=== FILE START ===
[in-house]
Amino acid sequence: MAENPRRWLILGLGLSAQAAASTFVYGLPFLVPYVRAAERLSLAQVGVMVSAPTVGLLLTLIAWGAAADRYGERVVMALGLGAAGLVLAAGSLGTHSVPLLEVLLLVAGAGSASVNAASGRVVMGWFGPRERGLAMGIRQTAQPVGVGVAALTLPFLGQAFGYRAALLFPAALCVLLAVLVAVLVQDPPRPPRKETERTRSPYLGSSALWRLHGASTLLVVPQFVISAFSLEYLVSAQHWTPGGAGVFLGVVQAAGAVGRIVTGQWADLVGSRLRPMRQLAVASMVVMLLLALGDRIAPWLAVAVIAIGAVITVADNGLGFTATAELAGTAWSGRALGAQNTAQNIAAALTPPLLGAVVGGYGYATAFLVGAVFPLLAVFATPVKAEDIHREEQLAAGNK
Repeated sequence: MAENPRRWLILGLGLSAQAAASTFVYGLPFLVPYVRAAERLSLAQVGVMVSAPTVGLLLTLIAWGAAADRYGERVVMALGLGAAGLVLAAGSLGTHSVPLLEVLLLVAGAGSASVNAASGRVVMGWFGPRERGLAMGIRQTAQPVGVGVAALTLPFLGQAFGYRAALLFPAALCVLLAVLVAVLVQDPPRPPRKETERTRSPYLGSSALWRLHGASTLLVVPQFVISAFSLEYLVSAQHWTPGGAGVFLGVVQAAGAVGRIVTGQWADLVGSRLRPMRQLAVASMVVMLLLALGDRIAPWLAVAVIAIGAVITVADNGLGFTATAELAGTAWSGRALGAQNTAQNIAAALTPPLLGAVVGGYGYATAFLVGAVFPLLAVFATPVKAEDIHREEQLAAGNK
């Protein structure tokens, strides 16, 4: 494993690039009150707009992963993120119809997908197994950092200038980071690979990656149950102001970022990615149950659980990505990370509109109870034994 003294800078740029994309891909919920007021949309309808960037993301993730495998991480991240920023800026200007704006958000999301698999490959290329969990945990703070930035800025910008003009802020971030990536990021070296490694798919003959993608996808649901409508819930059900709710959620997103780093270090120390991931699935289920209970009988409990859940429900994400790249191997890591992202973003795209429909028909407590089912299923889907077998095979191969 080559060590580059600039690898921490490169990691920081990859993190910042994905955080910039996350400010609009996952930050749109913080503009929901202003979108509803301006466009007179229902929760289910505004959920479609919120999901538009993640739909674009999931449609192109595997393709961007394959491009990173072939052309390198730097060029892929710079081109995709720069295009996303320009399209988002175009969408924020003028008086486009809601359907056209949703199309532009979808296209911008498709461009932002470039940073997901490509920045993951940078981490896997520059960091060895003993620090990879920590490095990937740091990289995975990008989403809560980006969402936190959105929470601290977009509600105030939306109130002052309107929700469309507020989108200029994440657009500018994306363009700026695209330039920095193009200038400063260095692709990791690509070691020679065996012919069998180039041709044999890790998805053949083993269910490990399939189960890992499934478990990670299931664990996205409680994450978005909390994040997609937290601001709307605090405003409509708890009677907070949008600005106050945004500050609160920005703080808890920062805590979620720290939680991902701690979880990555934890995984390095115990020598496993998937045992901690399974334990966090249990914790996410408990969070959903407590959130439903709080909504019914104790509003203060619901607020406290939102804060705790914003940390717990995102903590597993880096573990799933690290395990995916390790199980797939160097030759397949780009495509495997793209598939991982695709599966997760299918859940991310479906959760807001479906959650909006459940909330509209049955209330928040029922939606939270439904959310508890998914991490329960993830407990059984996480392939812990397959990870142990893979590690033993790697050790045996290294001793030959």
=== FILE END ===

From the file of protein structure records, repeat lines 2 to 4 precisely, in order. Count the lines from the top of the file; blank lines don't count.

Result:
Amino acid sequence: MAENPRRWLILGLGLSAQAAASTFVYGLPFLVPYVRAAERLSLAQVGVMVSAPTVGLLLTLIAWGAAADRYGERVVMALGLGAAGLVLAAGSLGTHSVPLLEVLLLVAGAGSASVNAASGRVVMGWFGPRERGLAMGIRQTAQPVGVGVAALTLPFLGQAFGYRAALLFPAALCVLLAVLVAVLVQDPPRPPRKETERTRSPYLGSSALWRLHGASTLLVVPQFVISAFSLEYLVSAQHWTPGGAGVFLGVVQAAGAVGRIVTGQWADLVGSRLRPMRQLAVASMVVMLLLALGDRIAPWLAVAVIAIGAVITVADNGLGFTATAELAGTAWSGRALGAQNTAQNIAAALTPPLLGAVVGGYGYATAFLVGAVFPLLAVFATPVKAEDIHREEQLAAGNK
Repeated sequence: MAENPRRWLILGLGLSAQAAASTFVYGLPFLVPYVRAAERLSLAQVGVMVSAPTVGLLLTLIAWGAAADRYGERVVMALGLGAAGLVLAAGSLGTHSVPLLEVLLLVAGAGSASVNAASGRVVMGWFGPRERGLAMGIRQTAQPVGVGVAALTLPFLGQAFGYRAALLFPAALCVLLAVLVAVLVQDPPRPPRKETERTRSPYLGSSALWRLHGASTLLVVPQFVISAFSLEYLVSAQHWTPGGAGVFLGVVQAAGAVGRIVTGQWADLVGSRLRPMRQLAVASMVVMLLLALGDRIAPWLAVAVIAIGAVITVADNGLGFTATAELAGTAWSGRALGAQNTAQNIAAALTPPLLGAVVGGYGYATAFLVGAVFPLLAVFATPVKAEDIHREEQLAAGNK
């Protein structure tokens, strides 16, 4: 494993690039009150707009992963993120119809997908197994950092200038980071690979990656149950102001970022990615149950659980990505990370509109109870034994 003294800078740029994309891909919920007021949309309808960037993301993730495998991480991240920023800026200007704006958000999301698999490959290329969990945990703070930035800025910008003009802020971030990536990021070296490694798919003959993608996808649901409508819930059900709710959620997103780093270090120390991931699935289920209970009988409990859940429900994400790249191997890591992202973003795209429909028909407590089912299923889907077998095979191969 080559060590580059600039690898921490490169990691920081990859993190910042994905955080910039996350400010609009996952930050749109913080503009929901202003979108509803301006466009007179229902929760289910505004959920479609919120999901538009993640739909674009999931449609192109595997393709961007394959491009990173072939052309390198730097060029892929710079081109995709720069295009996303320009399209988002175009969408924020003028008086486009809601359907056209949703199309532009979808296209911008498709461009932002470039940073997901490509920045993951940078981490896997520059960091060895003993620090990879920590490095990937740091990289995975990008989403809560980006969402936190959105929470601290977009509600105030939306109130002052309107929700469309507020989108200029994440657009500018994306363009700026695209330039920095193009200038400063260095692709990791690509070691020679065996012919069998180039041709044999890790998805053949083993269910490990399939189960890992499934478990990670299931664990996205409680994450978005909390994040997609937290601001709307605090405003409509708890009677907070949008600005106050945004500050609160920005703080808890920062805590979620720290939680991902701690979880990555934890995984390095115990020598496993998937045992901690399974334990966090249990914790996410408990969070959903407590959130439903709080909504019914104790509003203060619901607020406290939102804060705790914003940390717990995102903590597993880096573990799933690290395990995916390790199980797939160097030759397949780009495509495997793209598939991982695709599966997760299918859940991310479906959760807001479906959650909006459940909330509209049955209330928040029922939606939270439904959310508890998914991490329960993830407990059984996480392939812990397959990870142990893979590690033993790697050790045996290294001793030959």